Yes, the Chinese are notorious for their spitting. The fact that the women are nearly as bad as the men is something I wish I could forget. The older the woman, the more accomplished the spitter. Yes, in addition to the spitting, the unrepentant, unfiltered, unashamed hocking up of phlegm before the spitting is equally disquieting. Many a morning the sounds echoing off the marble floors and walls of the hotel hallway woke me up in the most unpleasant way. That I would like to forget. Ohh, and the remarkable notion that spitting indoors on the floor is somehow optional. Somehow. Optional.
Chinese men who have buddha-inspired bellies often walk around with their shirts pulled up over their bare bellies, you know, casual, like rolling up your sleeves on a hot day. I’m glad this odd practice is cultural, because even though China doesn’t have a generous population of men with generous bellies, those who do are clearly proud of their basketball-shaped girth. If American men ever adopt this fashion statement, the results will be disastrous and unforgettable.
Talk, Talk, Talk
But I do find it funny listening to Chinese men talking on their phones on the slick bullet trains; they clearly think shouting at the top of their voice is the only way they can be heard. And when there is a group of 6 or 8 Chinese people together, let’s say an older group of men and women, the manner with which they interact with each other is unlike anything I have ever seen. They all talk at the same time, all talking over each other, all using absolutely no voice modulation, each speaking with their volume set on 11, while shoving food into their mouths with chopsticks. To watch a group of older Chinese eat at a restaurant is to listen to the impenetrable din of an ever-increasing cacophony of sound. But then you realize to them THAT is proper dining etiquette. It kind of grows on you, and is pleasantly unforgettable. My ears are still ringing.
Speaking of the unforgettable juxtaposition of cultural etiquette, I would include a story about the traditional Asian “squatter” toilets on the futuristic bullet train, but I will merely say China is really sticking with that most un-western device, sort of like how they’ve pushed all their chips to the center of the table with the chopstick. Hey, if it ain’t broke...
While walking through the sun-splashed streets of Beijing one day, I realized how lucky I was. Not only had the weather cooperated by turning the normally dour Beijing into a sunny version of South Beach, but overcast skies a day earlier had turned my Great Wall adventure into something appropriately otherworldly. I love skyscrapers but I also love discovering the old, ancient history that has survived into modern times, those exotic icons that tell multiple stories by their mere existence, by simply being. The Pyramids. The Acropolis. The Great Wall.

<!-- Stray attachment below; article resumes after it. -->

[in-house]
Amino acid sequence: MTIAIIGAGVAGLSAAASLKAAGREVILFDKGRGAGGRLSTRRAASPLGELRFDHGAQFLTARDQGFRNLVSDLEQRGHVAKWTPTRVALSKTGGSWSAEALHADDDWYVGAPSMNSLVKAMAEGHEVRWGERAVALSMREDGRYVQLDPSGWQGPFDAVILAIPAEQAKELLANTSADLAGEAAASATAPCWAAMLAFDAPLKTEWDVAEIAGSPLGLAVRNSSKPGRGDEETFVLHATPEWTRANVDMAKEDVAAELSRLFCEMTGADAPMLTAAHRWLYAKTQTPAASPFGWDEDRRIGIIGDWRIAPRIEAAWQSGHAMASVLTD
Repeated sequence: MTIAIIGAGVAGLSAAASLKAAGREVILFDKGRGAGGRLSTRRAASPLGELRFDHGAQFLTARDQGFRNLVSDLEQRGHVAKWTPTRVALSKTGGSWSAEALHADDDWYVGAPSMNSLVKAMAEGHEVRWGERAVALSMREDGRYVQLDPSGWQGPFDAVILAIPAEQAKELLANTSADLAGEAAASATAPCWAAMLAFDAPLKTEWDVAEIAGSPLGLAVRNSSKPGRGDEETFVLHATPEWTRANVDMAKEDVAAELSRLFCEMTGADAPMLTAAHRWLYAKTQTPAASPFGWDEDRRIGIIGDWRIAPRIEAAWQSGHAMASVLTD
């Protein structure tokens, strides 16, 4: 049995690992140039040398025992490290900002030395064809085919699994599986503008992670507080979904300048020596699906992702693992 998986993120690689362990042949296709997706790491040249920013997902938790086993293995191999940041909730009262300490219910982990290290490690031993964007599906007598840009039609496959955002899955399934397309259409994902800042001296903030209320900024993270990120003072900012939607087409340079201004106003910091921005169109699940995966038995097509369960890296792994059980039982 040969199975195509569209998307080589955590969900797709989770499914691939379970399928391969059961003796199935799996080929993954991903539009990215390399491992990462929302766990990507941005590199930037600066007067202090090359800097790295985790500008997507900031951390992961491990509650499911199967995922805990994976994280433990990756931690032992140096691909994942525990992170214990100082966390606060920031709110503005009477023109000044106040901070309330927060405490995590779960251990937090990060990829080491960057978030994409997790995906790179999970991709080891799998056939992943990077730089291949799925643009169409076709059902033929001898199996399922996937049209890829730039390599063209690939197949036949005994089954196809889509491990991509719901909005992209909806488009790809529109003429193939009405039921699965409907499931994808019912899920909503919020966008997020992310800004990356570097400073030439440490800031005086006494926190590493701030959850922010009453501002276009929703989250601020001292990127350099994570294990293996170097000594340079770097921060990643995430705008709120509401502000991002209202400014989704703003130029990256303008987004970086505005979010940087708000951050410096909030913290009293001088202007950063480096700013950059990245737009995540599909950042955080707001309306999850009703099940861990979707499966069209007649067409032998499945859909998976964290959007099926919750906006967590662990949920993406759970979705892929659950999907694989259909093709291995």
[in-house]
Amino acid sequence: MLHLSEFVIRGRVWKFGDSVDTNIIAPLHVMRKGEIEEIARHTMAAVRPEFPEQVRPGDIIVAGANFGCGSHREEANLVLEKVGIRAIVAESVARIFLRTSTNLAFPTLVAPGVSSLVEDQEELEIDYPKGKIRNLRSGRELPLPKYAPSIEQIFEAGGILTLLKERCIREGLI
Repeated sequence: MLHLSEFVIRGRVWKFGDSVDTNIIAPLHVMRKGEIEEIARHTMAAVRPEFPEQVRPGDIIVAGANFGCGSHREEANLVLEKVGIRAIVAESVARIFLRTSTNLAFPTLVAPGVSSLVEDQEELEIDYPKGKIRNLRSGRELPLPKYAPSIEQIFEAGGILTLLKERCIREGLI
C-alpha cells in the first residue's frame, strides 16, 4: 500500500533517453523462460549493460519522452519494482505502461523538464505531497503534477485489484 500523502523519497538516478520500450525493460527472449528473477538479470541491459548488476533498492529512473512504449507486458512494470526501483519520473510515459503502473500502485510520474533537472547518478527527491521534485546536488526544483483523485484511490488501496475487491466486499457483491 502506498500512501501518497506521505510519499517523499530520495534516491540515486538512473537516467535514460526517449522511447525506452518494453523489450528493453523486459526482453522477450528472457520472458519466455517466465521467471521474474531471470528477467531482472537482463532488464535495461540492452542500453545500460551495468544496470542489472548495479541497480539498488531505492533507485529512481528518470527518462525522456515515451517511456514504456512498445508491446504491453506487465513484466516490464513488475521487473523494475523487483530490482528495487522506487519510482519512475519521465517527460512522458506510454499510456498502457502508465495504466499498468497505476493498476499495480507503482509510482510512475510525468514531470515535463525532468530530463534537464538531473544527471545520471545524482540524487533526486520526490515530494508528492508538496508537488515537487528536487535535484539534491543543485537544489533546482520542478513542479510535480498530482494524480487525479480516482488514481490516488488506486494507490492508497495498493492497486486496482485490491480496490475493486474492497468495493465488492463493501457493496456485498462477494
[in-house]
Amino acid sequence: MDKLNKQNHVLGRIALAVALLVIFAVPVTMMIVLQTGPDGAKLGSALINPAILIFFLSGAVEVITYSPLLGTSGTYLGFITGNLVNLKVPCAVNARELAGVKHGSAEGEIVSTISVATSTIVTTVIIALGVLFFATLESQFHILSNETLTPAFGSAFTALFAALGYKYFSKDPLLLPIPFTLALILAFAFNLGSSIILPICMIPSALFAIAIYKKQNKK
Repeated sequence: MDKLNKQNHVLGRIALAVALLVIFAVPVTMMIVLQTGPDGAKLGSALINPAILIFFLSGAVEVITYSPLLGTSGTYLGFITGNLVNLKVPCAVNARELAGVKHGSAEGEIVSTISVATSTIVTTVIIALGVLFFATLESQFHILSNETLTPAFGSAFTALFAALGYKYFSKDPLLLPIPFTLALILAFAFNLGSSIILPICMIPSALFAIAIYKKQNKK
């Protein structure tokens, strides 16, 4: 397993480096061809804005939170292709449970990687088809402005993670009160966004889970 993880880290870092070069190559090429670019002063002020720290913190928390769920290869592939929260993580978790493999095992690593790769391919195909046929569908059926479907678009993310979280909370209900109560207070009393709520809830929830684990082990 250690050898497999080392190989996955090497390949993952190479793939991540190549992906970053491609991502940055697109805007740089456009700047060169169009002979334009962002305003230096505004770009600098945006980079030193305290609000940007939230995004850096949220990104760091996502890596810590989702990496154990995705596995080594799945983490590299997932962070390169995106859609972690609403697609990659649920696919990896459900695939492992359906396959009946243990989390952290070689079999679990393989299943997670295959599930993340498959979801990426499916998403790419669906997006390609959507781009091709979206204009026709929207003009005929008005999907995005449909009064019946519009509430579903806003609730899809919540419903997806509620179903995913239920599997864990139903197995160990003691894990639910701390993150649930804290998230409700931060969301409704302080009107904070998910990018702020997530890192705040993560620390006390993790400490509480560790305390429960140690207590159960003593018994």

Yes, the Great Wall
I rode for two hours before my first glimpse of the Great Wall at Jinshanling came into view, miles away and very high in the mountains we had entered. And I suppose I was shocked by the location of the structure, because of the remote wildness of the the area and how impossibly, ridiculously HIGH on the mountain ridge the Great Wall sat. Nearly 700 years ago, the Chinese looked up at the same 3,000 foot tall mountain ridge and said, “let’s build up there.” And they did, and that wall is still here, snaking like a marble and granite serpent atop the jagged and undulating mountain tops, disappearing into the cloudy skies in two different directions. It goes on forever this way and goes on forever that way.
The connection with the ancient past was tangible and palpable when I was walking through the watch towers, peering over the horse barrier walls and climbing up the steep, crumbling stairs, becoming with each step a part of the legend that is the Great Wall, and you know how legends get passed down from generation to generation. With stories. And by visiting the ever-modern, ever-changing, ever-evolving China, I can share one certainty with you: The Great Wall of China will still be telling stories long after the skyscrapers are gone and the bullet trains have disappeared into oblivion. It was cool and breezy up there, and in my mind, mystical and ethereal, as I gazed off into infinity while standing on those ancient roadways in the sky. Some things never change. Simply unforgettable.
I had already eaten my soup and chicken and was enjoying some fish when these three locals joined me for dinner and shared their four-course fruit, veggie, weird squash/gourd/thing and squid on a stick meal while teaching me some Chinese phrases, giggling, of course, about my pronunciation. Dinner outside in Shanghai at 11 p.m.. That is gold.